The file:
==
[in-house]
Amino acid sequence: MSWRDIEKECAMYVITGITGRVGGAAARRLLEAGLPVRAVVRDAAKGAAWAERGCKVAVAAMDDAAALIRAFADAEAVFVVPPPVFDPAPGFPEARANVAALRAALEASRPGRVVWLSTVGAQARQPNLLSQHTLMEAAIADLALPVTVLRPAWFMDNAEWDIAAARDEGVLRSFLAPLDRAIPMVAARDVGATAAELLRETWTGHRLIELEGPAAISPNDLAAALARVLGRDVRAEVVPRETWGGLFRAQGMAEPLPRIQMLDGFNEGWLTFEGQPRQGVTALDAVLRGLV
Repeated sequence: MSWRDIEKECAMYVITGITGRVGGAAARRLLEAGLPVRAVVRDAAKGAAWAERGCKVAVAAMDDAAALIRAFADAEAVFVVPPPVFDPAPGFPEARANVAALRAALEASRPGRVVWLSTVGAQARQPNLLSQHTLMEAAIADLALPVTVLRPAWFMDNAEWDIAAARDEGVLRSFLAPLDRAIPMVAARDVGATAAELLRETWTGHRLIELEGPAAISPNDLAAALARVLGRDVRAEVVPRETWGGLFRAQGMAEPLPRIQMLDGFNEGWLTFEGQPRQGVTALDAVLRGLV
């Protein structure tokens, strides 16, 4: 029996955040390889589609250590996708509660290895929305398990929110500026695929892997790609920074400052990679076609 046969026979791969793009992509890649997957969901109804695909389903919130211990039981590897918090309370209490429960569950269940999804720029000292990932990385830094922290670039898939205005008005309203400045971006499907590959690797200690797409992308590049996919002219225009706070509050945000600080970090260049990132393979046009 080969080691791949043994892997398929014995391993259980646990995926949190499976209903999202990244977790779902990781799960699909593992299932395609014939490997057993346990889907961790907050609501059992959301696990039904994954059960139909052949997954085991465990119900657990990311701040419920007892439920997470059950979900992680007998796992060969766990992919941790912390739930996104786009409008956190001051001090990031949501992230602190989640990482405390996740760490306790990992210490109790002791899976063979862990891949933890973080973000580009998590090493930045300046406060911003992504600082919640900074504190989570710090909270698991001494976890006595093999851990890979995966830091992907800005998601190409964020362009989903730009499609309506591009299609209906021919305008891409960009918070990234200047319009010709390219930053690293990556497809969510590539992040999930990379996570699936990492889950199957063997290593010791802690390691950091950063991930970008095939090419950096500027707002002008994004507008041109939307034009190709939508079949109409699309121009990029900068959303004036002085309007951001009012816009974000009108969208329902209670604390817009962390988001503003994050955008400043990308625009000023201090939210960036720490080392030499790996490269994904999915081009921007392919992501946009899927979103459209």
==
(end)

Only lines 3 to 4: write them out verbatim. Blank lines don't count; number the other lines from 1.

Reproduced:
Repeated sequence: MSWRDIEKECAMYVITGITGRVGGAAARRLLEAGLPVRAVVRDAAKGAAWAERGCKVAVAAMDDAAALIRAFADAEAVFVVPPPVFDPAPGFPEARANVAALRAALEASRPGRVVWLSTVGAQARQPNLLSQHTLMEAAIADLALPVTVLRPAWFMDNAEWDIAAARDEGVLRSFLAPLDRAIPMVAARDVGATAAELLRETWTGHRLIELEGPAAISPNDLAAALARVLGRDVRAEVVPRETWGGLFRAQGMAEPLPRIQMLDGFNEGWLTFEGQPRQGVTALDAVLRGLV
């Protein structure tokens, strides 16, 4: 029996955040390889589609250590996708509660290895929305398990929110500026695929892997790609920074400052990679076609 046969026979791969793009992509890649997957969901109804695909389903919130211990039981590897918090309370209490429960569950269940999804720029000292990932990385830094922290670039898939205005008005309203400045971006499907590959690797200690797409992308590049996919002219225009706070509050945000600080970090260049990132393979046009 080969080691791949043994892997398929014995391993259980646990995926949190499976209903999202990244977790779902990781799960699909593992299932395609014939490997057993346990889907961790907050609501059992959301696990039904994954059960139909052949997954085991465990119900657990990311701040419920007892439920997470059950979900992680007998796992060969766990992919941790912390739930996104786009409008956190001051001090990031949501992230602190989640990482405390996740760490306790990992210490109790002791899976063979862990891949933890973080973000580009998590090493930045300046406060911003992504600082919640900074504190989570710090909270698991001494976890006595093999851990890979995966830091992907800005998601190409964020362009989903730009499609309506591009299609209906021919305008891409960009918070990234200047319009010709390219930053690293990556497809969510590539992040999930990379996570699936990492889950199957063997290593010791802690390691950091950063991930970008095939090419950096500027707002002008994004507008041109939307034009190709939508079949109409699309121009990029900068959303004036002085309007951001009012816009974000009108969208329902209670604390817009962390988001503003994050955008400043990308625009000023201090939210960036720490080392030499790996490269994904999915081009921007392919992501946009899927979103459209």